Definitions for gaelicˈgeɪ lɪk

This page provides all possible meanings and translations of the word gaelic

Random House Webster's College Dictionary

Gael•icˈgeɪ lɪk(n.)

  1. Category: Peoples

    Ref: Scottish Gaelic.; Irish (def. 2). 4

  2. the Irish and Scottish Gaelic languages collectively.

    Category: Peoples

  3. (adj.)of or pertaining to the Gaels or Gaelic.

    Category: Peoples

Origin of Gaelic:

1590–1600; Gael+ -ic

Princeton's WordNet

  1. Gaelic, Goidelic, Erse(adj)

    any of several related languages of the Celts in Ireland and Scotland

  2. Celtic, Gaelic(adj)

    relating to or characteristic of the Celts

Wiktionary

  1. Gaelic(Adjective)

    Of or relating to the Gaels, the Celtic peoples of Scotland, Ireland, and the Manx, or their languages.

  2. Gaelic(ProperNoun)

    Goidelic; any Goidelic language.

  3. Gaelic(ProperNoun)

    Scottish Gaelic.

Webster Dictionary

  1. Gaelic(adj)

    of or pertaining to the Gael, esp. to the Celtic Highlanders of Scotland; as, the Gaelic language

  2. Gaelic(noun)

    the language of the Gaels, esp. of the Highlanders of Scotland. It is a branch of the Celtic

Freebase

  1. Irish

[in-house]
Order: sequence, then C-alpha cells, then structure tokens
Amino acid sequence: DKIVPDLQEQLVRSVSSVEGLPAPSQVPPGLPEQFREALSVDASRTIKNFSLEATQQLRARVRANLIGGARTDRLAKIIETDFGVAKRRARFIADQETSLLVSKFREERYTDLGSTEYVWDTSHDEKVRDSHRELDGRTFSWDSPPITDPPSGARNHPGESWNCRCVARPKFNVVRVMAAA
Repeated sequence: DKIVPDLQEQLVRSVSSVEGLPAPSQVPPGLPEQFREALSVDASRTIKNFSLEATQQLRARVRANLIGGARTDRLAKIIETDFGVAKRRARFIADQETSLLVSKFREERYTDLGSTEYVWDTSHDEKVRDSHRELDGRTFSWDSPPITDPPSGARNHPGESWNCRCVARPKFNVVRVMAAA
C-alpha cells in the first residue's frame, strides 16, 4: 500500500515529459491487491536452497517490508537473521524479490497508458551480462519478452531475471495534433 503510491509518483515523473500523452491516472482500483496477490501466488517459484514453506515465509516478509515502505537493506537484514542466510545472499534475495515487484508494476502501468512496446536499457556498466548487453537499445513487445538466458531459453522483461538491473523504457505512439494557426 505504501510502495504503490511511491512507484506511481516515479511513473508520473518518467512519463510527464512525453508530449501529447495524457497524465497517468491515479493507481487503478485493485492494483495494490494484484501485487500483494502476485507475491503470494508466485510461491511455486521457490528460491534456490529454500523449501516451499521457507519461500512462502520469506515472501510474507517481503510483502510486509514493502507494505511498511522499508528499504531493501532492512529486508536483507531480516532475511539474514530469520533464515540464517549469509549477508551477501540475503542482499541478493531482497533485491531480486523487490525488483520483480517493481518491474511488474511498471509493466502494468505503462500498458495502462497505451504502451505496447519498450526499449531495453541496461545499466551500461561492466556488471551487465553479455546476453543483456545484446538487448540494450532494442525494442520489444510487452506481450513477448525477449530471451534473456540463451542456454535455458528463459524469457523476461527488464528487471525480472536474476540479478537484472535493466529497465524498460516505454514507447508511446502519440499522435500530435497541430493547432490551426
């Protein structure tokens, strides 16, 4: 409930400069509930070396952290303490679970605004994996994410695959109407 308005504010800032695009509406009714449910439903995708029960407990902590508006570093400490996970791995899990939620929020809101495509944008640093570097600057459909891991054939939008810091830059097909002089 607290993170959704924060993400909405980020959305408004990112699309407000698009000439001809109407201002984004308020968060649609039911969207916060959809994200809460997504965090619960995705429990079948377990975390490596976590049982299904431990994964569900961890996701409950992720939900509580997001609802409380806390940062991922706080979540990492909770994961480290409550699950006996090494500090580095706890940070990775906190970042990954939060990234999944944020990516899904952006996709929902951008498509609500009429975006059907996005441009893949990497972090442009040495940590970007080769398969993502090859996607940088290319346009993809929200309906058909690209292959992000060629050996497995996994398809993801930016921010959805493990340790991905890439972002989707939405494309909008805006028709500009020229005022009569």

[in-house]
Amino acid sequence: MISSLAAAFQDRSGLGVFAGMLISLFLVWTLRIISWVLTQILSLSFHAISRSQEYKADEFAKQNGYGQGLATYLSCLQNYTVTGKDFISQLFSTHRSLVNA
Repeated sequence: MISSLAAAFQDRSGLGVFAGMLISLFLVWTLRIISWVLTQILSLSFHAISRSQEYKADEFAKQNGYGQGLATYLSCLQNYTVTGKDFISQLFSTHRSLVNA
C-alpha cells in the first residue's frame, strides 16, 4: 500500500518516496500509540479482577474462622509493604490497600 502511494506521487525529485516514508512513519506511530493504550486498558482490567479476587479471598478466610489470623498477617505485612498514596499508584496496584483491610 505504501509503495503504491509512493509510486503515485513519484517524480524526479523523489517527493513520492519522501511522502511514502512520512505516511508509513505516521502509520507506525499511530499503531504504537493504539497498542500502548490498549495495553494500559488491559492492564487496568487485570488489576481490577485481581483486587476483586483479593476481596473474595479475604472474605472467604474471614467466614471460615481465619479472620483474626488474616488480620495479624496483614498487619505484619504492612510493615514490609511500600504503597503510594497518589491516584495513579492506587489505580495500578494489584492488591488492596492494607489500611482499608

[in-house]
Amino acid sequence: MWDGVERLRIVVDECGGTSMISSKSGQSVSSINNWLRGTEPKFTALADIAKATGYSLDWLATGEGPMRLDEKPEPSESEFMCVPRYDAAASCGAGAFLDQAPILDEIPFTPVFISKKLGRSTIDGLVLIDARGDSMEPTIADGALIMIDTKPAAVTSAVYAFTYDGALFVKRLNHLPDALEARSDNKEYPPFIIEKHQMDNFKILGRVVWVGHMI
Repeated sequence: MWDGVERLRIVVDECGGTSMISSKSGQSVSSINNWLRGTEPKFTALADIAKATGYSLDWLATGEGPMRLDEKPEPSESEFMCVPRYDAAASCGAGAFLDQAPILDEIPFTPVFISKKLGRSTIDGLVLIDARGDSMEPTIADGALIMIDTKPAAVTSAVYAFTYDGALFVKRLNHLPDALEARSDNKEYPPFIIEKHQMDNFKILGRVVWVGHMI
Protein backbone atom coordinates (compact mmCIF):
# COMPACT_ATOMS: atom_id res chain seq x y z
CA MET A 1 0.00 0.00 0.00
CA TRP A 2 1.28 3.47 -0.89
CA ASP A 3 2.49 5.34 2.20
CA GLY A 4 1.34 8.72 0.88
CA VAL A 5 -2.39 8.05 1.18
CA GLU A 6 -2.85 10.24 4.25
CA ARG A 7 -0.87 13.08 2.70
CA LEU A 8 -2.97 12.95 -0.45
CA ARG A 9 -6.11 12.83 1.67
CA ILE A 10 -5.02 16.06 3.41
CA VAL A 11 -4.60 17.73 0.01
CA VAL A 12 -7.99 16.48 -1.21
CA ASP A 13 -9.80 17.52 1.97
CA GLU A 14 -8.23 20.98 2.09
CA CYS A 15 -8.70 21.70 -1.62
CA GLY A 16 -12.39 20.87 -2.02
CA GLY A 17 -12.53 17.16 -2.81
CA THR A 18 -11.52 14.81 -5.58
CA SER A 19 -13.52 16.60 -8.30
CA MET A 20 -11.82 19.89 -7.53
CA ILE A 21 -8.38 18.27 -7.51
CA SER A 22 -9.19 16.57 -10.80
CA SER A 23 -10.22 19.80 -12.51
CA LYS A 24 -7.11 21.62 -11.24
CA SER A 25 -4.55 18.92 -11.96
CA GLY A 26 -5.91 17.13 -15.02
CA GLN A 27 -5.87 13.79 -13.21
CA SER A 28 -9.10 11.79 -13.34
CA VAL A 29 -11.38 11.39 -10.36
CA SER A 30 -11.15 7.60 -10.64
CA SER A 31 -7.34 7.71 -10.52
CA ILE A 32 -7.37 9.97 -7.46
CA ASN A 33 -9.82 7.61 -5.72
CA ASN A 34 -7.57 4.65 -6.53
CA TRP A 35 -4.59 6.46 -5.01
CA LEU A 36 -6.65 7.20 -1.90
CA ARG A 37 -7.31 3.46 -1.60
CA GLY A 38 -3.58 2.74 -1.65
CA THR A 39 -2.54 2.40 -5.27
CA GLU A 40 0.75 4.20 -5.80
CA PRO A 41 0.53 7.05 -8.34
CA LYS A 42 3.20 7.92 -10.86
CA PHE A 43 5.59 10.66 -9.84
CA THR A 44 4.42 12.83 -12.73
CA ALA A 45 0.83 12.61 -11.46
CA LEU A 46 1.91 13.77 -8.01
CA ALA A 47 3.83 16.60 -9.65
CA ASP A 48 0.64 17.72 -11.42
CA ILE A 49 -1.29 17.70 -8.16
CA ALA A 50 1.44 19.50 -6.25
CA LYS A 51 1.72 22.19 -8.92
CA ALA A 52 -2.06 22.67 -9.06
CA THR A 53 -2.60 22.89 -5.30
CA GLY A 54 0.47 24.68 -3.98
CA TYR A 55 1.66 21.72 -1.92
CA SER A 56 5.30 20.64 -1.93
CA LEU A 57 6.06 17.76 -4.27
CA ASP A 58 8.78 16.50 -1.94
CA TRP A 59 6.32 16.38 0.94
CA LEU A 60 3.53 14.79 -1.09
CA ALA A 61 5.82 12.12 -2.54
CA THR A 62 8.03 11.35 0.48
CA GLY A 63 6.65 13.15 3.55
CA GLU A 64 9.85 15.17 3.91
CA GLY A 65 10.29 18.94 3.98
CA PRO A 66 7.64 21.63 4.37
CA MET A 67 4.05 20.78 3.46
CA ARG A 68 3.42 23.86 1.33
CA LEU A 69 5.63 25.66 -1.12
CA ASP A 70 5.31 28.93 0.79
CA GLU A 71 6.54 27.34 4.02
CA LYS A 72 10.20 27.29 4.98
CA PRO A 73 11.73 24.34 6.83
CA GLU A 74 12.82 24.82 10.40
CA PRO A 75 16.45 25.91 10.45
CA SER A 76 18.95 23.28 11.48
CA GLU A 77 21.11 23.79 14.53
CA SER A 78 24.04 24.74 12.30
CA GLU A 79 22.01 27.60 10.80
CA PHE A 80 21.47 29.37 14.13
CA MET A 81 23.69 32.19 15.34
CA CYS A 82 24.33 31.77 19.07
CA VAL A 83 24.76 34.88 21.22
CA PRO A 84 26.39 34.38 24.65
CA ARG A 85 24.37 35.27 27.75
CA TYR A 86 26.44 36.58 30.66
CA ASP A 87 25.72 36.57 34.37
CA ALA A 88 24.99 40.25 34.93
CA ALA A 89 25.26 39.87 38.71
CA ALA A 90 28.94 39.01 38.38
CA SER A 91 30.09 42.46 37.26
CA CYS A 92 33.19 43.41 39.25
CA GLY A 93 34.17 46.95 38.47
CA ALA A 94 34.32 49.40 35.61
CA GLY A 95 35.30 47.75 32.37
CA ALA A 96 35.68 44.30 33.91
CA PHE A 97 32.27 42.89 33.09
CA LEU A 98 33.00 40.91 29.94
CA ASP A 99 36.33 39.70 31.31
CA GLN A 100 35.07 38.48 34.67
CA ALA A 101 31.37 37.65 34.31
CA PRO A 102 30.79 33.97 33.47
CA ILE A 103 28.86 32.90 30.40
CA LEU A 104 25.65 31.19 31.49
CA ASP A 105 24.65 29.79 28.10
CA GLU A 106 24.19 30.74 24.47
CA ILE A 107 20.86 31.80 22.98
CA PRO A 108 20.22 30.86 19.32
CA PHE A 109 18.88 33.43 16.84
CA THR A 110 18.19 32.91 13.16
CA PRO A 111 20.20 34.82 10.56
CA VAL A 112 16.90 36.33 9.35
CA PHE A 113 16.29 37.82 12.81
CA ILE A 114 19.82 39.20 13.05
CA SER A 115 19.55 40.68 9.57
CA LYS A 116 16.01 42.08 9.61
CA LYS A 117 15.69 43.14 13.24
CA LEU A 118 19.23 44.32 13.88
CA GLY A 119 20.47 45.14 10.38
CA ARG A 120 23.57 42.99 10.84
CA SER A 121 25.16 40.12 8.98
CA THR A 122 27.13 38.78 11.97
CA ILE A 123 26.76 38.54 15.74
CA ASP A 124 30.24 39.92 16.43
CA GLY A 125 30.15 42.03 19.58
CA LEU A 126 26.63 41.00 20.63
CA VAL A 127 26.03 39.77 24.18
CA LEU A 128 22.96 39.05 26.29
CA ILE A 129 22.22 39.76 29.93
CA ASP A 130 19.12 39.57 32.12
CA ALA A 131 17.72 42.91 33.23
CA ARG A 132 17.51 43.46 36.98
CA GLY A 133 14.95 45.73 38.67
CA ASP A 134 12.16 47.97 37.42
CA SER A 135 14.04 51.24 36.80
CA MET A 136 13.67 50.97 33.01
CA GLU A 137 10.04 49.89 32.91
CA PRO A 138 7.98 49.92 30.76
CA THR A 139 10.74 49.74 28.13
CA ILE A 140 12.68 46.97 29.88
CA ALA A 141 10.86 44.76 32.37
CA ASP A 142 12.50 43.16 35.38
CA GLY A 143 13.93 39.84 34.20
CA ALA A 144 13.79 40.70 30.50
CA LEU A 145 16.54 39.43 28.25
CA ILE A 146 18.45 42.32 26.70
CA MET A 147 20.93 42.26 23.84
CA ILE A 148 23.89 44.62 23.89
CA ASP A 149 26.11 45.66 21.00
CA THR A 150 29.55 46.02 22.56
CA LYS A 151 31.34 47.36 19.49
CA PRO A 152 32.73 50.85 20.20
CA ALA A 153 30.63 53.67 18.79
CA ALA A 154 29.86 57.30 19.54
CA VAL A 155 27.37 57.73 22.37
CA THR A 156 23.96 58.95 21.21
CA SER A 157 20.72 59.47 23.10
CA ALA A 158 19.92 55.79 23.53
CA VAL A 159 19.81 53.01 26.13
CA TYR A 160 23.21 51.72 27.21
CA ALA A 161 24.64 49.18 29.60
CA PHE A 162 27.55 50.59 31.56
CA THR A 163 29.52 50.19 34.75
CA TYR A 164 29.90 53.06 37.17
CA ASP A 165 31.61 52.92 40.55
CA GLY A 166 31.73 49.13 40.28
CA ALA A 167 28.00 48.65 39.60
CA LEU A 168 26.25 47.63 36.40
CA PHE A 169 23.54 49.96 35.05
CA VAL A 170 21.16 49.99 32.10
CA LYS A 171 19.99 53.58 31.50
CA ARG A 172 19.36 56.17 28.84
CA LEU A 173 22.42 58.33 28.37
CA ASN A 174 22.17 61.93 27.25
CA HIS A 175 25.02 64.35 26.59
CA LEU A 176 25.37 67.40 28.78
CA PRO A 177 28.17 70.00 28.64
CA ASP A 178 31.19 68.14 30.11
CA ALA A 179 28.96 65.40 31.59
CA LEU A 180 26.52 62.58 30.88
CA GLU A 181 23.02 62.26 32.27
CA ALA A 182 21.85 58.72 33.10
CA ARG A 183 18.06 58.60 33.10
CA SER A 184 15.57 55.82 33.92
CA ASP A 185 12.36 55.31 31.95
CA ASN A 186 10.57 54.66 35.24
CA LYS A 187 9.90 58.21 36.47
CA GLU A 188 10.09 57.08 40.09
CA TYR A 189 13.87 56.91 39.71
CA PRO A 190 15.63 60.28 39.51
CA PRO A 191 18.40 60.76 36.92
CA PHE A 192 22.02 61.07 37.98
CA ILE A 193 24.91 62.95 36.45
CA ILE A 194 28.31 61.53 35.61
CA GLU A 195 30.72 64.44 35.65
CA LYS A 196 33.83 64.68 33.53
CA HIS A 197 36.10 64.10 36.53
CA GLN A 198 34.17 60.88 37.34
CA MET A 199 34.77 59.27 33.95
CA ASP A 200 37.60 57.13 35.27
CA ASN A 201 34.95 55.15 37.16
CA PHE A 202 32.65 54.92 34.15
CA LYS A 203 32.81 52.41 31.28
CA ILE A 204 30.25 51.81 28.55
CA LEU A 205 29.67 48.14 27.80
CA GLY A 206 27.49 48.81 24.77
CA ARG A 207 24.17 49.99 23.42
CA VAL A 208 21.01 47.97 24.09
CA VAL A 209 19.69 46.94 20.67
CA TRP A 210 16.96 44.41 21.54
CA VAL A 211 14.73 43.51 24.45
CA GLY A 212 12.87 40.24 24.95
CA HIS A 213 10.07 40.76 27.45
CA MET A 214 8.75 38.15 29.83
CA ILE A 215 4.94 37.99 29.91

Irish, Irish Gaelic, or Gaelic is a Goidelic language of the Indo-European languages family, originating in Ireland and historically spoken by the Irish people. Irish is spoken as a first language by a small minority of Irish people, and as a second language by a rather larger group. Irish enjoys constitutional status as the national and first official language of the Republic of Ireland, and is an officially recognised minority language in Northern Ireland. It is also an official language of the European Union. The public body Foras na Gaeilge is responsible for the promotion of the language throughout the island of Ireland. Irish was the predominant language of the Irish people for most of their recorded history, and they brought it with them to other countries, notably Scotland and the Isle of Man, where it gave rise to Scottish Gaelic and Manx. It has the oldest vernacular literature in Western Europe. The fate of the language was influenced by the increasing power of the English state in Ireland. Elizabethan officials viewed the use of Irish unfavourably, as being a threat to all things English in Ireland. Its decline began under English rule in the seventeenth century.

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